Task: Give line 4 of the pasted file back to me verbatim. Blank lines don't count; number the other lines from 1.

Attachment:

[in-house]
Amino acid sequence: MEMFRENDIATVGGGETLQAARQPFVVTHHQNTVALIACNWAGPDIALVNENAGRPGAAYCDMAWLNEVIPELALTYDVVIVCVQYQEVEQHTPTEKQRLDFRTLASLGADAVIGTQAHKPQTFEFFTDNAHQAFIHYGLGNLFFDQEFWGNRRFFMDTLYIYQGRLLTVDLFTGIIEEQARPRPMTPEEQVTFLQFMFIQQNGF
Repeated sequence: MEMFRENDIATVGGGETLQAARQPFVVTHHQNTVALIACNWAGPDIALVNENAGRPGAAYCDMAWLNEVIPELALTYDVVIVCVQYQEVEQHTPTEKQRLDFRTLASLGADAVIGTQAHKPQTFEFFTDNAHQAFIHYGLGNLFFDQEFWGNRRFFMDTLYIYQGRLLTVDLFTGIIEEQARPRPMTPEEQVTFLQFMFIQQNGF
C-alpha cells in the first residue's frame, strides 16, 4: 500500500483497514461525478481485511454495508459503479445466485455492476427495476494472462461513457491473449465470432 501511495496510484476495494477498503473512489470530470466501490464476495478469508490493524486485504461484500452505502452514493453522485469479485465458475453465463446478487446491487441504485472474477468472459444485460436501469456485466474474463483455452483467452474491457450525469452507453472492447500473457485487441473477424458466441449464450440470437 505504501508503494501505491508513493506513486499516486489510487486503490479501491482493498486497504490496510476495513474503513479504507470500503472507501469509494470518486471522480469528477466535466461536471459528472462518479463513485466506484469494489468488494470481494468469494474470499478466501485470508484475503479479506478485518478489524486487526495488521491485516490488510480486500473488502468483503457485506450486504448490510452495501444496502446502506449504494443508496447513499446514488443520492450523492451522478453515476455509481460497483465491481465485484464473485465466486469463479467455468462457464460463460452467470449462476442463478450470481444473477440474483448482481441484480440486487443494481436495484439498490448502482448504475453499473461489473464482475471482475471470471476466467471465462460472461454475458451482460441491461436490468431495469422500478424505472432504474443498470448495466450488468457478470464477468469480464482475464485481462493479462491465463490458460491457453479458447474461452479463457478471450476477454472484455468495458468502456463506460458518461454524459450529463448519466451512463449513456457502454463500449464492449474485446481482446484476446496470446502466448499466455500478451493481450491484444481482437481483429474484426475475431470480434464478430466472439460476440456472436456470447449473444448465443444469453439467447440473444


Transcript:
C-alpha cells in the first residue's frame, strides 16, 4: 500500500483497514461525478481485511454495508459503479445466485455492476427495476494472462461513457491473449465470432 501511495496510484476495494477498503473512489470530470466501490464476495478469508490493524486485504461484500452505502452514493453522485469479485465458475453465463446478487446491487441504485472474477468472459444485460436501469456485466474474463483455452483467452474491457450525469452507453472492447500473457485487441473477424458466441449464450440470437 505504501508503494501505491508513493506513486499516486489510487486503490479501491482493498486497504490496510476495513474503513479504507470500503472507501469509494470518486471522480469528477466535466461536471459528472462518479463513485466506484469494489468488494470481494468469494474470499478466501485470508484475503479479506478485518478489524486487526495488521491485516490488510480486500473488502468483503457485506450486504448490510452495501444496502446502506449504494443508496447513499446514488443520492450523492451522478453515476455509481460497483465491481465485484464473485465466486469463479467455468462457464460463460452467470449462476442463478450470481444473477440474483448482481441484480440486487443494481436495484439498490448502482448504475453499473461489473464482475471482475471470471476466467471465462460472461454475458451482460441491461436490468431495469422500478424505472432504474443498470448495466450488468457478470464477468469480464482475464485481462493479462491465463490458460491457453479458447474461452479463457478471450476477454472484455468495458468502456463506460458518461454524459450529463448519466451512463449513456457502454463500449464492449474485446481482446484476446496470446502466448499466455500478451493481450491484444481482437481483429474484426475475431470480434464478430466472439460476440456472436456470447449473444448465443444469453439467447440473444